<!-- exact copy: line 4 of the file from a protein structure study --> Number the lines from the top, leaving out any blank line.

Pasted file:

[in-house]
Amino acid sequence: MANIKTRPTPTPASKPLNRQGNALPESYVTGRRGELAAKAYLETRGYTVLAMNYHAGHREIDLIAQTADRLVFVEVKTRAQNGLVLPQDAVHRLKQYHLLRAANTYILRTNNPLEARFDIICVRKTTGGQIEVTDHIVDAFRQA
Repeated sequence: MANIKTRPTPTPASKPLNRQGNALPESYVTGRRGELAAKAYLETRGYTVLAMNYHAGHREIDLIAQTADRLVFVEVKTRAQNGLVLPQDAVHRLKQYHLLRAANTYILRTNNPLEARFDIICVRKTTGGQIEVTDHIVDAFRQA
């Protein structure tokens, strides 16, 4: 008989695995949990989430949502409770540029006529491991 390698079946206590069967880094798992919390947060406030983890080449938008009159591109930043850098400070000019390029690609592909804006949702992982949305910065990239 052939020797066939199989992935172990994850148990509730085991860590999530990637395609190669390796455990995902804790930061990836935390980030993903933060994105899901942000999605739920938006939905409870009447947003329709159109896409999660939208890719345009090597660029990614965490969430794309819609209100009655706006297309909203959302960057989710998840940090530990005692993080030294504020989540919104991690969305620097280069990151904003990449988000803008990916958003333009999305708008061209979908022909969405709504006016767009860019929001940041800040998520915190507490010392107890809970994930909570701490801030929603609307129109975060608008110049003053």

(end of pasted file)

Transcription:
């Protein structure tokens, strides 16, 4: 008989695995949990989430949502409770540029006529491991 390698079946206590069967880094798992919390947060406030983890080449938008009159591109930043850098400070000019390029690609592909804006949702992982949305910065990239 052939020797066939199989992935172990994850148990509730085991860590999530990637395609190669390796455990995902804790930061990836935390980030993903933060994105899901942000999605739920938006939905409870009447947003329709159109896409999660939208890719345009090597660029990614965490969430794309819609209100009655706006297309909203959302960057989710998840940090530990005692993080030294504020989540919104991690969305620097280069990151904003990449988000803008990916958003333009999305708008061209979908022909969405709504006016767009860019929001940041800040998520915190507490010392107890809970994930909570701490801030929603609307129109975060608008110049003053």